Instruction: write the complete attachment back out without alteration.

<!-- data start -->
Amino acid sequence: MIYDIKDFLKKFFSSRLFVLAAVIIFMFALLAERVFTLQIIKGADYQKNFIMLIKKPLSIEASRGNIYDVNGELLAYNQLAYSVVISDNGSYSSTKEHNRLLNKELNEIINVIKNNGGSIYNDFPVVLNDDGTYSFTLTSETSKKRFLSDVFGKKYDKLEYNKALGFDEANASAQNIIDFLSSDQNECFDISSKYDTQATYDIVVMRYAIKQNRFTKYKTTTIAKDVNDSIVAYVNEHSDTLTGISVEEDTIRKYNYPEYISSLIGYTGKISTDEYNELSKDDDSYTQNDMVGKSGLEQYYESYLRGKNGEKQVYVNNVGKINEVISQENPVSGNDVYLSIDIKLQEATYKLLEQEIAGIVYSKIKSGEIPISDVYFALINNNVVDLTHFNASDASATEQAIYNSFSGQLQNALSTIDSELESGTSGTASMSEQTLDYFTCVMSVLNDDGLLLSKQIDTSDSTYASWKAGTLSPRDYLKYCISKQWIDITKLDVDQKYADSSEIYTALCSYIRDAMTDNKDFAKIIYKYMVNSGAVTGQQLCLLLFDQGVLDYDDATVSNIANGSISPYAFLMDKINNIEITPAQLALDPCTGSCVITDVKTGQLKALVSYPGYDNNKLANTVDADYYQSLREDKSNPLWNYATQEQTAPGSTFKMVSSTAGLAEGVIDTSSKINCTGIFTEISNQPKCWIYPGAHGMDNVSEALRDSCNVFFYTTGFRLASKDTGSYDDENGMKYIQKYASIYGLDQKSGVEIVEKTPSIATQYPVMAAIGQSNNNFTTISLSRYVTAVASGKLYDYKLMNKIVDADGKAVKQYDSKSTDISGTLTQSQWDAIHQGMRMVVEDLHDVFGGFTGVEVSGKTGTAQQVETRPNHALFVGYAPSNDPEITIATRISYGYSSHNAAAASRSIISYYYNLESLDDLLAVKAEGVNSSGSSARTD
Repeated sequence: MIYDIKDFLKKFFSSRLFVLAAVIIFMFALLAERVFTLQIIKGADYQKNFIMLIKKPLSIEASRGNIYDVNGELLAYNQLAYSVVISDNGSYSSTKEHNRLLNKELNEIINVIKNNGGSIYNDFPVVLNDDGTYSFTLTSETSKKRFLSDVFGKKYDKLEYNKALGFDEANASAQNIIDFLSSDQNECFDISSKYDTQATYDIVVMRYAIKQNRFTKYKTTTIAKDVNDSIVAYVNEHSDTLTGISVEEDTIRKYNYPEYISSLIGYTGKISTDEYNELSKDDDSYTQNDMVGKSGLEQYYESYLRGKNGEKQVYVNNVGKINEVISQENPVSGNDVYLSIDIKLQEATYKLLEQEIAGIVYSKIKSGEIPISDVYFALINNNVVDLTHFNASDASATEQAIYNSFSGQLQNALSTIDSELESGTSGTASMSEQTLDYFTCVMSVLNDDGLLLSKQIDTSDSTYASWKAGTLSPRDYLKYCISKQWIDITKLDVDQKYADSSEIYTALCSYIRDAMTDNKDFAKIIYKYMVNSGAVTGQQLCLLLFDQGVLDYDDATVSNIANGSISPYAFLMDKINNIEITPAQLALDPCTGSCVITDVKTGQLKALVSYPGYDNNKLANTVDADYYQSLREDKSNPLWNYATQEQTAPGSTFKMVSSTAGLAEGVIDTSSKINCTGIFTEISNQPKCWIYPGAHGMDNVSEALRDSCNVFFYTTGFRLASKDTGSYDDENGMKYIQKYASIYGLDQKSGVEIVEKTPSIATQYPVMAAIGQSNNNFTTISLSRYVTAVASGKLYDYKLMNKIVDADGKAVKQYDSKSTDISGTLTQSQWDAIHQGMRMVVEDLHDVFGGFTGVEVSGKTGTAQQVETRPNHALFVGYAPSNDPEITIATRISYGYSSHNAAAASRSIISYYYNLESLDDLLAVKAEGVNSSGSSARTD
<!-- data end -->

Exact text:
Amino acid sequence: MIYDIKDFLKKFFSSRLFVLAAVIIFMFALLAERVFTLQIIKGADYQKNFIMLIKKPLSIEASRGNIYDVNGELLAYNQLAYSVVISDNGSYSSTKEHNRLLNKELNEIINVIKNNGGSIYNDFPVVLNDDGTYSFTLTSETSKKRFLSDVFGKKYDKLEYNKALGFDEANASAQNIIDFLSSDQNECFDISSKYDTQATYDIVVMRYAIKQNRFTKYKTTTIAKDVNDSIVAYVNEHSDTLTGISVEEDTIRKYNYPEYISSLIGYTGKISTDEYNELSKDDDSYTQNDMVGKSGLEQYYESYLRGKNGEKQVYVNNVGKINEVISQENPVSGNDVYLSIDIKLQEATYKLLEQEIAGIVYSKIKSGEIPISDVYFALINNNVVDLTHFNASDASATEQAIYNSFSGQLQNALSTIDSELESGTSGTASMSEQTLDYFTCVMSVLNDDGLLLSKQIDTSDSTYASWKAGTLSPRDYLKYCISKQWIDITKLDVDQKYADSSEIYTALCSYIRDAMTDNKDFAKIIYKYMVNSGAVTGQQLCLLLFDQGVLDYDDATVSNIANGSISPYAFLMDKINNIEITPAQLALDPCTGSCVITDVKTGQLKALVSYPGYDNNKLANTVDADYYQSLREDKSNPLWNYATQEQTAPGSTFKMVSSTAGLAEGVIDTSSKINCTGIFTEISNQPKCWIYPGAHGMDNVSEALRDSCNVFFYTTGFRLASKDTGSYDDENGMKYIQKYASIYGLDQKSGVEIVEKTPSIATQYPVMAAIGQSNNNFTTISLSRYVTAVASGKLYDYKLMNKIVDADGKAVKQYDSKSTDISGTLTQSQWDAIHQGMRMVVEDLHDVFGGFTGVEVSGKTGTAQQVETRPNHALFVGYAPSNDPEITIATRISYGYSSHNAAAASRSIISYYYNLESLDDLLAVKAEGVNSSGSSARTD
Repeated sequence: MIYDIKDFLKKFFSSRLFVLAAVIIFMFALLAERVFTLQIIKGADYQKNFIMLIKKPLSIEASRGNIYDVNGELLAYNQLAYSVVISDNGSYSSTKEHNRLLNKELNEIINVIKNNGGSIYNDFPVVLNDDGTYSFTLTSETSKKRFLSDVFGKKYDKLEYNKALGFDEANASAQNIIDFLSSDQNECFDISSKYDTQATYDIVVMRYAIKQNRFTKYKTTTIAKDVNDSIVAYVNEHSDTLTGISVEEDTIRKYNYPEYISSLIGYTGKISTDEYNELSKDDDSYTQNDMVGKSGLEQYYESYLRGKNGEKQVYVNNVGKINEVISQENPVSGNDVYLSIDIKLQEATYKLLEQEIAGIVYSKIKSGEIPISDVYFALINNNVVDLTHFNASDASATEQAIYNSFSGQLQNALSTIDSELESGTSGTASMSEQTLDYFTCVMSVLNDDGLLLSKQIDTSDSTYASWKAGTLSPRDYLKYCISKQWIDITKLDVDQKYADSSEIYTALCSYIRDAMTDNKDFAKIIYKYMVNSGAVTGQQLCLLLFDQGVLDYDDATVSNIANGSISPYAFLMDKINNIEITPAQLALDPCTGSCVITDVKTGQLKALVSYPGYDNNKLANTVDADYYQSLREDKSNPLWNYATQEQTAPGSTFKMVSSTAGLAEGVIDTSSKINCTGIFTEISNQPKCWIYPGAHGMDNVSEALRDSCNVFFYTTGFRLASKDTGSYDDENGMKYIQKYASIYGLDQKSGVEIVEKTPSIATQYPVMAAIGQSNNNFTTISLSRYVTAVASGKLYDYKLMNKIVDADGKAVKQYDSKSTDISGTLTQSQWDAIHQGMRMVVEDLHDVFGGFTGVEVSGKTGTAQQVETRPNHALFVGYAPSNDPEITIATRISYGYSSHNAAAASRSIISYYYNLESLDDLLAVKAEGVNSSGSSARTD